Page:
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July 27, 2013

O'Bannon aims a stake at the NCAA's heart

By Justin Vernold
The Daily Star

---- — The lawsuit filed against the NCAA by former UCLA basketball player Ed O’Bannon has been flying under the radar, but the case could have a profound impact on the future of college sports.

The suit was filed in 2009, and picked up momentum this year when U.S. District Judge Claudia Wilken in January rejected a motion by the NCAA to have the suit dismissed on procedural grounds. Last week, a handful of current college athletes were added to the suit to meet Wilken’s requirement that the suit include active players before it can proceed.

O’Bannon’s beef with the NCAA stems from the institution’s licensing and sale of game footage and player likenesses for video games, in particular EA Sports’ “NCAA Basketball” series. The games never use actual player names, but the power forward for the mid-90s UCLA “classic” team on “NCAA Basketball ‘09” matches O’Bannon’s height, build and skin tone, wears O’Bannon’s No. 31 jersey and even shoots left-handed.

“My friend said, ‘The funny thing about this is you didn’t get paid,’” said O’Bannon to the Las Vegas Sun in 2010. “He laughed pretty good and I just sat there thinking, ‘Wow, that’s true.’ My reaction was a little bit of embarrassment, but I was also disappointed that no one told me that they were going to be using my likeness to make this video game. They never sent me any paperwork. I didn’t release my face or my likeness.”

O’Bannon’s attorney, Michael Hausfield, on April 25 cited records showing that as far back as 2002, EA Sports acknowledged that the legality of using game footage and unlicensed player likenesses was dubious at best.

But the startling accusations Hausfield made last week, if proven true, could turn the NCAA and its shady subsidiary, the Collegiate Licensing Company, on their heads. While negotiating with the CLC in 2007, the plaintiffs claim, EA Sports offered to create a fund for players in exchange for using their names and likenesses. But the CLC asked that the funds instead go directly to the NCAA, the suit alleges, and the two parties “actively lobbied for, and obtained, administrative interpretations of those rules that permitted greater uncompensated exploitation of student-athletes’ names, images and likenesses.”

It’s unlikely that the NCAA or the game companies will be able to dismiss such “exploitation” as an honest mistake or misunderstanding. As cited in the lawsuit, then-NCAA president Myles Brand said in 2008 that “(t)he right to license or sell one’s name, image and likeness is a property with economic value.” And the game companies should know better; professional athletes Michael Jordan, Shaquille O’Neal, Charles Barkley, Bill Parcells and Bill Belichick, for example, have been conspicuously absent from similar games in the past because of licensing disputes.

In other words, even if they won’t admit it, the NCAA and EA Sports probably knew all along that one can’t profit off athletes’ fame without compensating them. That explains the doomsday pronouncements of NCAA chief legal counsel Donald Remy, who said last week Hausfield’s “scheme to pay a small number of student-athletes threatens college sports as we know it.”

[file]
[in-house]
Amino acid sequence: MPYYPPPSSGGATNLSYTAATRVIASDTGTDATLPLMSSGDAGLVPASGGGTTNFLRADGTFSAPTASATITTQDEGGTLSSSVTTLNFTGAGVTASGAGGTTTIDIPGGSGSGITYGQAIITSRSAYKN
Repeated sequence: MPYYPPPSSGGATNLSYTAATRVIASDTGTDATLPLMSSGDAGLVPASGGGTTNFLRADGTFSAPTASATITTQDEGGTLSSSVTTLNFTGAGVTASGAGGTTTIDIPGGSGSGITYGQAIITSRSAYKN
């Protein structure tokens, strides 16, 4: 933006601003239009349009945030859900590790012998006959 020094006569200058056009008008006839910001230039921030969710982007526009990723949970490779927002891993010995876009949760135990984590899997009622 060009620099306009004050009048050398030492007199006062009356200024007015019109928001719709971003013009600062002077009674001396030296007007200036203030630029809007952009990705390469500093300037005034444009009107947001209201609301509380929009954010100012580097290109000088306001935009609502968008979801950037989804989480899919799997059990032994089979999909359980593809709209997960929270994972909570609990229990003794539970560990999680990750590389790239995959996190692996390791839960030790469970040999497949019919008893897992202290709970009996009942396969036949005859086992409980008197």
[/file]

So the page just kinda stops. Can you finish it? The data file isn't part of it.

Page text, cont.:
Hausfield and more than a dozen law firms have spent $20 million on the case since 2009, according to ESPN, and have the backing of college basketball legends Bill Russell and Oscar Robertson.  They’ve even set up a players commission, the Former College Athletes Association, for negotiating deals with the NCAA on broadcast rights, memorabilia sales and licensing agreements. The FCAA would be led in part by Kenneth Feinberg, a lawyer best known for handling victims’ compensation funds after the 9/11 and Boston Marathon terrorist attacks.

What does all of this mean for college sports? Most of the problem stems from the haphazard way football and basketball grew in this country — as clubs that began as a fun diversion from university life. The clubs became intertwined with the identities of some of our oldest academic institutions long before college sports was a multibillion-dollar industry, and it’s too late to separate them now. For what it’s worth, many other countries have amateur sports leagues that aren’t associated with centuries-old colleges, where “student-athletes” are just that — athletes who also have the desire to attend college, nothing more.

As a fan (go Huskers!), I’d hate to see Remy’s dire predictions come true, but I have a feeling he’s just crying wolf. Giving the players a fairly negotiated cut from that gigantic pile of money they produce on the NCAA’s behalf won’t necessarily be the death knell of college sports, although non-revenue-producing sports would likely take a serious hit.

Either way, it’s hard for me to sympathize with the NCAA. And maybe some of these schools spend an inordinate amount of their time and resources on bread and circuses, so to speak, and should focus more instead on philosophy. But as long as someone’s reaping a profit from the deeds and fame of college athletes, O’Bannon and his attorneys have a valid argument.

JUSTIN VERNOLD is a copy editor for The Daily Star. Contact him at jvernold@thedailystar.com.